We offer a rigorous program of legal education designed to prepare students, upon graduation, for admission to the bar and for effective, ethical, and responsible participation in the legal profession at the highest levels.
Upon completion of the program of legal education, Cornell Law School graduates will:
Cornell Law School’s mission remains that articulated by Cornell President Andrew Dickson White upon the founding of the law school 120 years ago: “Our aim is to keep its instruction strong, its standard high, and so to produce … a fair number of well-trained, large-minded, morally based lawyers in the best sense.”
Cornell Law School offers a 3-year J.D. program for 200 students per class, a one-year LL.M. program for about 90 students from countries throughout the world, and a doctoral (J.S.D.) program for about 2-3 new students per year. Cornell Law School has 39 tenured and tenure-track faculty, including 14 with chaired faculty positions; and eleven clinical professors in the legal research and writing program and in clinics at the local, national, and international level. The Cornell Law School faculty is consistently ranked among the top in the country for scholarly productivity and influence. The faculty has pre-eminence in many areas, including quantitative and qualitative empirical legal studies, international and comparative law, and robust doctrinal scholarship in core fields.
Our commitment is to continue to be recognized as the leader among law schools at combining inspiring theoretical, doctrinal, and experiential teaching with cutting-edge scholarship in a supportive, intellectually rich community, so that our graduates can achieve excellence in all facets of the legal profession.
Cornell University has an enduring commitment to support equality of education and employment opportunity by affirming the value of diversity and by promoting an environment free from discrimination. Cornell Law School is committed to Cornell University’s policy affirming equality of opportunity.
No person shall be denied admission to any educational program or activity or be denied employment on the basis of any legally prohibited discrimination involving, but not limited to, such factors as race, color, creed, religion, national or ethnic origin, citizenship, ancestry, sex, gender (including identity or expression), sexual orientation, marital status, age, disability, or protected veteran status.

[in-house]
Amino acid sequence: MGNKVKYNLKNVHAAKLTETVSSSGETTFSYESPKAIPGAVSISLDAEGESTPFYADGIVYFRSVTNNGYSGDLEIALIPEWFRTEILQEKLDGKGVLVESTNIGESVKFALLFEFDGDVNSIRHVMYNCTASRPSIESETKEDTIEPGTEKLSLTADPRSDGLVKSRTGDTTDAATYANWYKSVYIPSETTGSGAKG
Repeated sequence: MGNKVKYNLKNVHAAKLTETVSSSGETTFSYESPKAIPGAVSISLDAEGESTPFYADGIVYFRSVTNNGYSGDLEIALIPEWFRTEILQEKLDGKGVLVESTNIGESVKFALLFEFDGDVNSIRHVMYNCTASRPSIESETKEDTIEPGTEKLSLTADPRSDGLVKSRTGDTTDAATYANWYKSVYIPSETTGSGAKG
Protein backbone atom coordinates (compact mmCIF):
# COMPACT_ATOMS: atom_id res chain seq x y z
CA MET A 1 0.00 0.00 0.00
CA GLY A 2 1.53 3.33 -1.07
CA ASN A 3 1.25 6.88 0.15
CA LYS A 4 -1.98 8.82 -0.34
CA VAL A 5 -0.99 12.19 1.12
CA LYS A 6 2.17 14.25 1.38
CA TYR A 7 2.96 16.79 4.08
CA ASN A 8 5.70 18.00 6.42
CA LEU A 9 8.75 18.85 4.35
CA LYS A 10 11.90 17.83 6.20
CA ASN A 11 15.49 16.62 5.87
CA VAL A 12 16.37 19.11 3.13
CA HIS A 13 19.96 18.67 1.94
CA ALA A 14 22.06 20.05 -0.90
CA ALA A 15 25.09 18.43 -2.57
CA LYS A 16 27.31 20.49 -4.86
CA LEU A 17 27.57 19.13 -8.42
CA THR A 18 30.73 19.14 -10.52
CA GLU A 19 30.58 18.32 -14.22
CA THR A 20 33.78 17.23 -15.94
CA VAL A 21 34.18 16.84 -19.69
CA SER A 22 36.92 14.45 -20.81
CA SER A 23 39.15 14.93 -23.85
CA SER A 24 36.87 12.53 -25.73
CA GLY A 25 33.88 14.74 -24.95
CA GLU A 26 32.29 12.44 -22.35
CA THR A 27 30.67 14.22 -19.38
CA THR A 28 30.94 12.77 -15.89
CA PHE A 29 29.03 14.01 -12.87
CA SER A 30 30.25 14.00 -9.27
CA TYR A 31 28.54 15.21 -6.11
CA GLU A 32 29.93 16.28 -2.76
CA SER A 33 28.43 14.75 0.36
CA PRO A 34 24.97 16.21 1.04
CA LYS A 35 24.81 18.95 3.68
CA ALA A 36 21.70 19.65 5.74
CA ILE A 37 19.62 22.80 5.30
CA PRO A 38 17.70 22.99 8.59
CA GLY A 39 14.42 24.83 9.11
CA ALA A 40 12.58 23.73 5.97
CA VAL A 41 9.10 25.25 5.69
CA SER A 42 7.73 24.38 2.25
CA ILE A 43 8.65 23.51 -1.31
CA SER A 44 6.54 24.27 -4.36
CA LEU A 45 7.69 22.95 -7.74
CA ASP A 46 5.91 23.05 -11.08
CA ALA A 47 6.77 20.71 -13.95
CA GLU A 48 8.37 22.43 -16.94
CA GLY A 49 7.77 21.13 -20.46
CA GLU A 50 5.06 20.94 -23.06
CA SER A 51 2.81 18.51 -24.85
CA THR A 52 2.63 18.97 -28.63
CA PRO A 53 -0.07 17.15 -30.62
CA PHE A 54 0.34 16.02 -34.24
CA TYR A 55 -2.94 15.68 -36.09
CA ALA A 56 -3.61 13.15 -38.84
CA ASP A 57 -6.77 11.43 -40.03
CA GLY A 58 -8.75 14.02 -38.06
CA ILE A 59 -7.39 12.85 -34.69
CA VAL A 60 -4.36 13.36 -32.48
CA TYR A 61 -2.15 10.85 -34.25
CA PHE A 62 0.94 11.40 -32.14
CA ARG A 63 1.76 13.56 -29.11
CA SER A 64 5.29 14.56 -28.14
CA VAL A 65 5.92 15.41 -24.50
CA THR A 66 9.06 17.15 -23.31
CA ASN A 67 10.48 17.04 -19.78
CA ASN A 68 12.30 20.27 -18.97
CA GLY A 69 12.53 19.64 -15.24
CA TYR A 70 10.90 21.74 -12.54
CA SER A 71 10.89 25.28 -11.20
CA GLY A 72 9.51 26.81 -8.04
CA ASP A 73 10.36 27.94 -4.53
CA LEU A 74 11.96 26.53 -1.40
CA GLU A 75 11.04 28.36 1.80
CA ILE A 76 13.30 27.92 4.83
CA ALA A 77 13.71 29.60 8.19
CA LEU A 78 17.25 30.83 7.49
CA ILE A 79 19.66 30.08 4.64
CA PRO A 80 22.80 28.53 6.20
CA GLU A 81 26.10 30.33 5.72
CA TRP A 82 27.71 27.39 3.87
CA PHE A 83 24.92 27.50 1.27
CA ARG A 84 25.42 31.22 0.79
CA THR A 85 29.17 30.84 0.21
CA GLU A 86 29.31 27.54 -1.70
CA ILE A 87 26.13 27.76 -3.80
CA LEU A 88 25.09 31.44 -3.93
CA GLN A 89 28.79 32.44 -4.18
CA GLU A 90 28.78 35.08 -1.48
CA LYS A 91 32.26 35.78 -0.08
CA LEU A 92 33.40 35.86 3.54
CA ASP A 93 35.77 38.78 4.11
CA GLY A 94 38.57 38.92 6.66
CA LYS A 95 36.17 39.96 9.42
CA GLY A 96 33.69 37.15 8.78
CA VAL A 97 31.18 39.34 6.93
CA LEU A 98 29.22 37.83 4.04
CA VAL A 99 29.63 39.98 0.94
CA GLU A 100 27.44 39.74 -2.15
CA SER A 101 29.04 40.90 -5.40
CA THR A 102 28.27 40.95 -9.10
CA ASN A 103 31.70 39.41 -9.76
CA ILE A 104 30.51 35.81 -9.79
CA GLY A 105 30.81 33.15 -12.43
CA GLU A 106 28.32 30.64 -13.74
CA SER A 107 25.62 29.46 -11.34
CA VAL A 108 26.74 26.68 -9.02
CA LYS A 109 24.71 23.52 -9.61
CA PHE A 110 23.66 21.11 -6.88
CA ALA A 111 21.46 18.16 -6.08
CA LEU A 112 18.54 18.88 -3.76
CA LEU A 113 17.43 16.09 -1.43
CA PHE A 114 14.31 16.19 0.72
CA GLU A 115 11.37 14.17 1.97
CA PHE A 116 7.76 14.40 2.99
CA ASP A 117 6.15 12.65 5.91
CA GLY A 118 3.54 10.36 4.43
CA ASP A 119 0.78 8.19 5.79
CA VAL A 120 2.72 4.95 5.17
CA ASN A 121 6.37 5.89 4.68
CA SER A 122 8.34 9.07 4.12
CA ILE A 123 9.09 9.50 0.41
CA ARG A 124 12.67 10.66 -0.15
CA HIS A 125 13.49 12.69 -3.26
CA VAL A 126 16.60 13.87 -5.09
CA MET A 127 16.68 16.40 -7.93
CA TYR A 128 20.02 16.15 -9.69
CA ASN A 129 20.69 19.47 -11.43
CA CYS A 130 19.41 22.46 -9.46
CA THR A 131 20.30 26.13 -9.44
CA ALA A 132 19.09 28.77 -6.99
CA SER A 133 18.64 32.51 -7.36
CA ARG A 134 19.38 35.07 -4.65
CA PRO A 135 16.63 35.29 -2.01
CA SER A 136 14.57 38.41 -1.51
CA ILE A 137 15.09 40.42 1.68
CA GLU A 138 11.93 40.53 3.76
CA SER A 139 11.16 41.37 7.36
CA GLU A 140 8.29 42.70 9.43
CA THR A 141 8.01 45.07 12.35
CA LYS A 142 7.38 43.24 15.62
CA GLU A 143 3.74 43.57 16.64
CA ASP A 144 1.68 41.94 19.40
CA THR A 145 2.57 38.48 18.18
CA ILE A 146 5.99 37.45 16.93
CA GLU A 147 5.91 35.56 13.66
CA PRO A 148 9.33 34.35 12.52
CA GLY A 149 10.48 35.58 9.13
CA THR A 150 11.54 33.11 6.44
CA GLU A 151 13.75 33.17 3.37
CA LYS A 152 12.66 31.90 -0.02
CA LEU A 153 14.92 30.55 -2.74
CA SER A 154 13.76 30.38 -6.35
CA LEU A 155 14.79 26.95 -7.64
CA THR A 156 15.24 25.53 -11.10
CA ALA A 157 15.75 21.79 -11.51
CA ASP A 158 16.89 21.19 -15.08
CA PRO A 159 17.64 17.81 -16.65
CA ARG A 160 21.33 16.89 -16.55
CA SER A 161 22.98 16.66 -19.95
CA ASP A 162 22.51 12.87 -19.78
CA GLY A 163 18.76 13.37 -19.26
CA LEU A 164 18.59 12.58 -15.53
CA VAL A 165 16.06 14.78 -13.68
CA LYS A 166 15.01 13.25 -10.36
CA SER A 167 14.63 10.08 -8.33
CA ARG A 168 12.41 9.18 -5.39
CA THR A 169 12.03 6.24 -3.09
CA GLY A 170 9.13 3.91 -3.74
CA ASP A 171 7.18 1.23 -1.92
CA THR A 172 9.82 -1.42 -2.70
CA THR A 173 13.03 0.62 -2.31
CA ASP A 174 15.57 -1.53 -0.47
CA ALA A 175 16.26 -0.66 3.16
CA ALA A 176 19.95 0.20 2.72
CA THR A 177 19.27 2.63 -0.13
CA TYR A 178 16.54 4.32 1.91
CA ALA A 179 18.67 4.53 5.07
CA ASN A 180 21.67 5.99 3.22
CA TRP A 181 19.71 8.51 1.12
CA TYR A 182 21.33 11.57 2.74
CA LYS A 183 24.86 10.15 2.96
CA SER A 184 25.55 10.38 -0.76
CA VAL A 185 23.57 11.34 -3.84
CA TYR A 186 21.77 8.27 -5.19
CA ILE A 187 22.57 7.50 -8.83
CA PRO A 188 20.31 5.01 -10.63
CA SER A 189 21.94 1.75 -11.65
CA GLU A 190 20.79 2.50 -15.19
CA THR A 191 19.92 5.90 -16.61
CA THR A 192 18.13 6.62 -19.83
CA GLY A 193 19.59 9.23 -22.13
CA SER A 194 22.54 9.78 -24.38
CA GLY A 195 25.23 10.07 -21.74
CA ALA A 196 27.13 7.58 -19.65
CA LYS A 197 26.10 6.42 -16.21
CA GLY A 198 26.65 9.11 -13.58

Students transferring into Cornell Law School from another ABA-approved law school may receive up to 32 credit hours toward the 84 credit hours required for a J.D. degree. The amount of credit is determined by the registrar and depends upon the particular courses taken by the transfer student.
Students at Cornell Law School who are enrolled in the J.D. program may receive up to 6 credits of advanced standing for work done at other ABA-approved law schools, including work done in summer and winter session programs. Transfer credit will not be given unless the work done is completed at the C or better level. Such work must be approved in advance by the Dean of Students.
More information about the transfer process can be found at http://www.lawschool.cornell.edu/admissions/FAQ/admission_and_preparation.cfm
The Law School has a number of formal programs through which participating students are eligible to receive advanced standing credit of up to 24 credit hours for satisfactory work completed. The list of participating institutions with which the Law School has written agreements for transfer dual degree credit can be found at: http://www.lawschool.cornell.edu/international/study_abroad/international_dual_degrees/ index.cfm
This link contains more information about the law school’s exchange programs. J.D. students may earn up to 12 credits for a semester abroad.